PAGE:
What I learned in 2017

A computer tries to figure out the world

At the end of 2017, I wrote down a few important things I’d learned that year. And now that we’re more than halfway through 2018, I decided to stop procrastinating and flesh out the details. Some of these things are probably obvious to you, but they were new to me!

Being right is worth nothing

School rewards us for being right: for knowing the right facts and using them to come to the right conclusions. I personally also put a lot of value on being right. But that’s not how the world works.

People might value the emotional aspect of a decision. They might prefer not to change because of inertia, or because the matter at hand isn’t very important. They might not want to admit that they were wrong. There are many other things people consider before the hard facts.

So it’s not always useful to point out the facts. Things often turn out better if I don’t. And in situations where correctness matters, because being right is worth nothing, being right needs to be combined with something valuable, like an emotionally intelligent presentation.

And even if other people don’t value being right, I can still value it if that makes me happy.

Curiosity before criticism

In a new situation, I find it easy to fall into the trap of pointing out things that are wrong. But it doesn’t help me learn. And the people who can change things usually aren’t receptive to hearing feedback in this way, because being right is worth nothing. (That saying really does apply to everything.)

I can rewrite each criticism of the format “you shouldn’t do this” into a question — “why is it done this way?” This changes the tone from confrontational to collaborative, which leads to better conversations.

Everyone’s a role model

Over the summer, I watched an interview with Michelle Obama where they asked her how to bring about change without influence. She pointed out that everyone already has lots of influence. It doesn’t seem obvious, but we each have people who are silently watching and learning from us.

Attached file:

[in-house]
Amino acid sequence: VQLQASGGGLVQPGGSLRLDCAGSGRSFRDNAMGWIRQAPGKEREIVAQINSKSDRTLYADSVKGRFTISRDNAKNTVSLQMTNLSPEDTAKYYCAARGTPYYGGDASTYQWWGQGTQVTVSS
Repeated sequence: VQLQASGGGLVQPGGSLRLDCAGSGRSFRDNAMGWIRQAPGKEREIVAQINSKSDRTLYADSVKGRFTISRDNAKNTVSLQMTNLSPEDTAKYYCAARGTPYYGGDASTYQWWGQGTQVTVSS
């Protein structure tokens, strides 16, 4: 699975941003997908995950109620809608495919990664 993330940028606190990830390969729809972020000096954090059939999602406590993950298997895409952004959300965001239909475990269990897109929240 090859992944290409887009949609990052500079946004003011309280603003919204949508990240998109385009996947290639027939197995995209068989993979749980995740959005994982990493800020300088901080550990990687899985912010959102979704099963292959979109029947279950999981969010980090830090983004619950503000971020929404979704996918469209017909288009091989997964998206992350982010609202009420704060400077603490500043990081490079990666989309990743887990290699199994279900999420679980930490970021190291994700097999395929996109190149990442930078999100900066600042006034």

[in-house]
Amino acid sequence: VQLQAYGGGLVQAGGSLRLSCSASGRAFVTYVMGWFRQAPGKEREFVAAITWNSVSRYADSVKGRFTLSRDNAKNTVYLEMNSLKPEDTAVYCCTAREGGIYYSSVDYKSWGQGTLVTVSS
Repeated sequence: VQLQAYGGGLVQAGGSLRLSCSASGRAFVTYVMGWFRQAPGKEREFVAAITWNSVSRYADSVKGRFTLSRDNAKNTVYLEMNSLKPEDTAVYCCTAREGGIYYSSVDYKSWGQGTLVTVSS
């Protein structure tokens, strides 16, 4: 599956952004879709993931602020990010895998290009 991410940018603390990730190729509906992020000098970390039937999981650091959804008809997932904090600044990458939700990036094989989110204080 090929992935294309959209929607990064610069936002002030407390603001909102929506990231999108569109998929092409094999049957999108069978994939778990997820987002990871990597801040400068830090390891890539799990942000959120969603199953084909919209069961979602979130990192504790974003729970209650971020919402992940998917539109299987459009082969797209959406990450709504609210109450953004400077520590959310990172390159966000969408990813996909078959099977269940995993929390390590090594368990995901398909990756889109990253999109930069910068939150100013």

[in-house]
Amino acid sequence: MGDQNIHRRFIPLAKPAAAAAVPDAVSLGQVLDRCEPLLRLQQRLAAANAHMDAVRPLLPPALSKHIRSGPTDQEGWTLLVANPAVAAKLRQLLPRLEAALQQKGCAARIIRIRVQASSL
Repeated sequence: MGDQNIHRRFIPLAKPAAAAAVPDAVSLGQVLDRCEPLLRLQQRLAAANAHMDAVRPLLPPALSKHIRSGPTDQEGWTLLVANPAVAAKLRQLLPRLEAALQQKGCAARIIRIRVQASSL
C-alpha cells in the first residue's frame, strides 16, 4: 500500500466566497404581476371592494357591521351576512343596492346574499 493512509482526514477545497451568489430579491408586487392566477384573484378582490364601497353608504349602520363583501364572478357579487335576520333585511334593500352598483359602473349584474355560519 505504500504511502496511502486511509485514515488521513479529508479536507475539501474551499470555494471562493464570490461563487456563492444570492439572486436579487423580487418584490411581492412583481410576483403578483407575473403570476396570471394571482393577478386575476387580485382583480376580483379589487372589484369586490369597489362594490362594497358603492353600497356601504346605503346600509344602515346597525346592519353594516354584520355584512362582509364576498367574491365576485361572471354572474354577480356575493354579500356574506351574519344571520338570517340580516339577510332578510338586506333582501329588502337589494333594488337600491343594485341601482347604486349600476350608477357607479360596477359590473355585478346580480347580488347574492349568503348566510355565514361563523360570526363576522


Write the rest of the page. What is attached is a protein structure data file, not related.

It sounded corny then, and it still does now. But it’s true.

As far back as I can remember, there have always been examples of people who were watching and learning from me. This seems to be true for my friends too. It means that my words and behavior have more potential for positive or negative consequences than I think.

Vulnerability leads to closeness

This seems obvious in the context of one’s personal life, but I’d never considered applying the same idea to the workplace.

I had the opportunity to work on a really special team last year. Members of this team were comfortable with sharing just about anything over lunch: the usual workplace gossip, sure, but also life philosophy, deep-seated anxieties, horror stories of weekend trips gone wrong…you name it, we talked about it.

Sharing so much about yourself in front of people that you don’t know very well takes a lot of courage. But bringing your whole self to work also builds trust and connection. Watching this happen in an unexpected environment (the workplace) helped me realize how well it works.


I wrote these ideas out individually. But looking back now, an unexpected thread ties these lessons together: I learned all of them at work. I was super lucky to have worked alongside great people who taught me things in the context of the workplace that also apply to life in general.

If you’d told me these things at the beginning of 2017, I would’ve agreed with all of them. But it took the specific experiences of the past year to make me really understand.

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